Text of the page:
By Morris Kiruga
President Uhuru Kenyatta’s administration is facing pushback from legislators and farmers over secrecy in its trade deal with the UK, which was signed last December and should be ratified before the end of the month.
In late February, legislators on both sides of the deal delayed ratifying the treaty, but for different reasons.
- In the UK parliament, among the major issues for the delay were concerns about how the deal will affect the UK’s trade with Kenya’s neighbours in the East African Community, which are not included in the current treaty.
- In Nairobi, members of parliament accused the government of submitting incomplete documents to Parliament.
They are also accusing the government of secrecy in the deal’s finer details and including a clause that bars parliament from amending it, local business newspaper Business Daily reported on Wednesday.
- Leader of the majority Amos Kimunya tried to fix the first problem on 25 February, submitting the treaty’s annexes and protocols. The second issue emerged at a meeting between trade officials and parliamentarians on 3 March and is likely to be one of the central issues when the treaty is discussed again in parliament.
- A farmers’ group – the Kenya Small Scale Farmer’s Forum – has sued the government in Nairobi, arguing that the treaty was not submitted to proper public participation and includes some provisions that do not take into account the difference in agricultural subsidies in the two countries.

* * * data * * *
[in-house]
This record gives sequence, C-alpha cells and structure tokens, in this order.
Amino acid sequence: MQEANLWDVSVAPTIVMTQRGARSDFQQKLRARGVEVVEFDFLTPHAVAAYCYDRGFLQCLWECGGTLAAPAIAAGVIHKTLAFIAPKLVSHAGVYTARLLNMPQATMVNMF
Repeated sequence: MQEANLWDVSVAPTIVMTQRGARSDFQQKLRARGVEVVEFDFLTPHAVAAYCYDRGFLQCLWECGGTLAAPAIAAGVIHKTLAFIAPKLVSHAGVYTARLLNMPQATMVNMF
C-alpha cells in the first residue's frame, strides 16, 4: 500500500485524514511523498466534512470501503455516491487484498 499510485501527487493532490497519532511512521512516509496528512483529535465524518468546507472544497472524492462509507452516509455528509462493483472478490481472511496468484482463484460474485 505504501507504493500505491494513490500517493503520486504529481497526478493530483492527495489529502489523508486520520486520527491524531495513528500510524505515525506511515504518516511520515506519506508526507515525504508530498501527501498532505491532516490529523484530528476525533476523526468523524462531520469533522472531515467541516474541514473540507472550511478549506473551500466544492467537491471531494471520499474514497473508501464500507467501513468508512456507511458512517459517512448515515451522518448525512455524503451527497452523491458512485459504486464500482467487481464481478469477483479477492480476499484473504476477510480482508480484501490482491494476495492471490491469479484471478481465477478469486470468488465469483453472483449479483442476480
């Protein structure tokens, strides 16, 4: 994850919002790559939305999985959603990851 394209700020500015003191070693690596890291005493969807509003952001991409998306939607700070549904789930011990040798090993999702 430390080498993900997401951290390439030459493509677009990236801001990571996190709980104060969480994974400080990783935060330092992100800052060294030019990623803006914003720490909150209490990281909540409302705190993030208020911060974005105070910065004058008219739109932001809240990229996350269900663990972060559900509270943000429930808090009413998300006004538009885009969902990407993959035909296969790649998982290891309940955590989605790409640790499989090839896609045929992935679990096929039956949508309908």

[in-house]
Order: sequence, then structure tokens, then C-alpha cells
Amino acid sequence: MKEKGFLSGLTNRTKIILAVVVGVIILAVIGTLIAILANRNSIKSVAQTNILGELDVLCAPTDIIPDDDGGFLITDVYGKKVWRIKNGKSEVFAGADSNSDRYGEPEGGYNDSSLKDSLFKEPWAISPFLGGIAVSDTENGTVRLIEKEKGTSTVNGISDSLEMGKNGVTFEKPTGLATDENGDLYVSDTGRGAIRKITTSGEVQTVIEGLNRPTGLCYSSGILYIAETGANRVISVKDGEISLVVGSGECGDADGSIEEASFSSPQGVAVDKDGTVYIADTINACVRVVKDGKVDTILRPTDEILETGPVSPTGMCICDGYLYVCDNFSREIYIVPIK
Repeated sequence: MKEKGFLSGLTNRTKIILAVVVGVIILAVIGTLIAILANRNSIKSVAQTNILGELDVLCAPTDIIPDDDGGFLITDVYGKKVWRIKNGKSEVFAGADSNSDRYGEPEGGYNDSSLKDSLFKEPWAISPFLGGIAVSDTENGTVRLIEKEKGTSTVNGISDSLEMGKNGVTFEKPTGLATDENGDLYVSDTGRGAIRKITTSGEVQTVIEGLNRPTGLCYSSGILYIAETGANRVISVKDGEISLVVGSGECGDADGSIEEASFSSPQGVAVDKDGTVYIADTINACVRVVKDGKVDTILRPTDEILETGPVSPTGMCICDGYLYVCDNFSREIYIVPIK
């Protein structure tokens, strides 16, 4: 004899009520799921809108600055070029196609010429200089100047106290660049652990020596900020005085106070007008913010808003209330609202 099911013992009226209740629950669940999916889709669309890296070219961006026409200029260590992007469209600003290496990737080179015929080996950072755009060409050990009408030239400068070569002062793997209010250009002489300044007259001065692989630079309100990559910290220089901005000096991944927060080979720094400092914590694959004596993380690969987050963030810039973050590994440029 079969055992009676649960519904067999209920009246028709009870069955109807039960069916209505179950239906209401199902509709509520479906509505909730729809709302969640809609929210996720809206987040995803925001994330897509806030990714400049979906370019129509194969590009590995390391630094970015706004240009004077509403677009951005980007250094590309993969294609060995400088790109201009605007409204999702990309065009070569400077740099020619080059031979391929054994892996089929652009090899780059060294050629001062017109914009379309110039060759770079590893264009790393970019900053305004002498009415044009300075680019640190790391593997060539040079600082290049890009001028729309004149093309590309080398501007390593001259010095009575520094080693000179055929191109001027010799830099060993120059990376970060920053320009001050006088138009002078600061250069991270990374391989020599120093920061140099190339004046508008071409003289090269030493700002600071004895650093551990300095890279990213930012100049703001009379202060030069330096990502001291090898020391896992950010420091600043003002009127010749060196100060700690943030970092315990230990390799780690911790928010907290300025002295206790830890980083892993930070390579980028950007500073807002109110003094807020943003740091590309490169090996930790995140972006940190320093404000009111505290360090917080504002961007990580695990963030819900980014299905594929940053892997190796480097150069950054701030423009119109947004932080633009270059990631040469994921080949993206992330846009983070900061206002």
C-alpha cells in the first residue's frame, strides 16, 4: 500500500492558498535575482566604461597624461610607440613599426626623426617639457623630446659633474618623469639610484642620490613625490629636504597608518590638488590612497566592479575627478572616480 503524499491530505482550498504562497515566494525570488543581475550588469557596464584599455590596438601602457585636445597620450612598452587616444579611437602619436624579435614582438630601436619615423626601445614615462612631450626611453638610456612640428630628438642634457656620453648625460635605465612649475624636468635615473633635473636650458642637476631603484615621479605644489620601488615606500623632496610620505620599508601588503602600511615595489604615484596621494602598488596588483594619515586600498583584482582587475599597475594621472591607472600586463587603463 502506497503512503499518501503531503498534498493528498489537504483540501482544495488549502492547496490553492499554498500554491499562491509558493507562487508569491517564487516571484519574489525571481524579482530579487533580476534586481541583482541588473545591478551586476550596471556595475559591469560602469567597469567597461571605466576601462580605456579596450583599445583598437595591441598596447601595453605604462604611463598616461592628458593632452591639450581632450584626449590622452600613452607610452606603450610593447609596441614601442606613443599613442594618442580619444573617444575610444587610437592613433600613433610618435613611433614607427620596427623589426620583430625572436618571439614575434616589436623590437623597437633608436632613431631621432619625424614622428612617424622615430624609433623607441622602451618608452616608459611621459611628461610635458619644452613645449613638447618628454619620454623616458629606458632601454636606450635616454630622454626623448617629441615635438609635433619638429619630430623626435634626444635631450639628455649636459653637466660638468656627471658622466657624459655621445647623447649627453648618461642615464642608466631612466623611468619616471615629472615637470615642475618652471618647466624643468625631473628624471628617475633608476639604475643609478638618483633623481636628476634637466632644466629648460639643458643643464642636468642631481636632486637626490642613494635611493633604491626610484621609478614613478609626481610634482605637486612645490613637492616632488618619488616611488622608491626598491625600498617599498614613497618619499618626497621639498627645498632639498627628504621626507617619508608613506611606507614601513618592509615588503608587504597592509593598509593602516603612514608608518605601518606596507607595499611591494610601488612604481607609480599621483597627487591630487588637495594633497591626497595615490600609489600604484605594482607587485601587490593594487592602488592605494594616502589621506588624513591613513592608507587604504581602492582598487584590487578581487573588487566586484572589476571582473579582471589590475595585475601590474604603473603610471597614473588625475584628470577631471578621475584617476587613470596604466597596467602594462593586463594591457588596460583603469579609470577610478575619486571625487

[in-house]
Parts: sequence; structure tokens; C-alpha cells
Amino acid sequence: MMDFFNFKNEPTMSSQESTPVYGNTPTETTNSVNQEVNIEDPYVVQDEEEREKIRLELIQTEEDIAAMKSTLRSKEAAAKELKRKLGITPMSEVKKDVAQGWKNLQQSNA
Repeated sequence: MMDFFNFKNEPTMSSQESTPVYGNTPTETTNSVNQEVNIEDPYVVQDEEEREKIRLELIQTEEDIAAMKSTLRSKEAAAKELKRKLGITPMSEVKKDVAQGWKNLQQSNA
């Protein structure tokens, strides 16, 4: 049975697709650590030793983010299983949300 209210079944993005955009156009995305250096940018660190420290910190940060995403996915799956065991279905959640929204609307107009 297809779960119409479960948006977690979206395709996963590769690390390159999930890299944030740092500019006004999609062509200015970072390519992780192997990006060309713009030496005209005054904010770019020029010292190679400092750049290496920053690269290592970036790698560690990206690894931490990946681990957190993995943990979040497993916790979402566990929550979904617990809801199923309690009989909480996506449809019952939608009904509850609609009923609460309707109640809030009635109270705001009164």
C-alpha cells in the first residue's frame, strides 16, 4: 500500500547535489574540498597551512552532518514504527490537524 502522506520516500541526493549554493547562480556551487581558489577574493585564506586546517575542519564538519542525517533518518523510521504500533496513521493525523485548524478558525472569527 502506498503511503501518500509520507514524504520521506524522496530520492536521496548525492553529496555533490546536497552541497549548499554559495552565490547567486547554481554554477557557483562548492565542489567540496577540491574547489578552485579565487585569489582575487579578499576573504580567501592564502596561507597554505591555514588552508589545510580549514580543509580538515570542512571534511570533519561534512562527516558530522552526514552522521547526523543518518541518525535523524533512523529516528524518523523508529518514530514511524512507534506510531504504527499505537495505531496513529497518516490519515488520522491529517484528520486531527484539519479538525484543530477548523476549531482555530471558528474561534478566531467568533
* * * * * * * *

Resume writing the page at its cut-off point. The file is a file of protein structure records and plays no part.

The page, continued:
- Both parliamentarians and the farmers’ group have expressed reservations with the speed with which the government wants the trade deal ratified.
The deal, a post-Brexit treaty meant to provide a direct deal between London and Nairobi, aims to liberalise 82.6% of Kenya’s trade with the UK progressively until 2053. Its problems, though, are more immediate, as it seeks to navigate not just an economic slump but also local and regional politics.
With a Kenyan constitutional referendum in three months and elections next year, politicians are unlikely to make a deal that would be seen as unfair or one-sided.
“In negotiating this agreement with the UK alone, this was not the desired path. We would have liked to negotiate with the other East African countries, but we had a deadline,” trade cabinet secretary Betty Maina said during a TV interview on 4 March.
With the governing party and its allies holding a majority in parliament, and without any emerging organised opposition outside of the court case, the treaty will likely be ratified in Kenya.
The views expressed in the article are solely the opinion of the writer. The veracity of any claims made are the responsibility of the author not Wargeyska Jamhuriyadda.
The article was originally published on The Africa Report Website.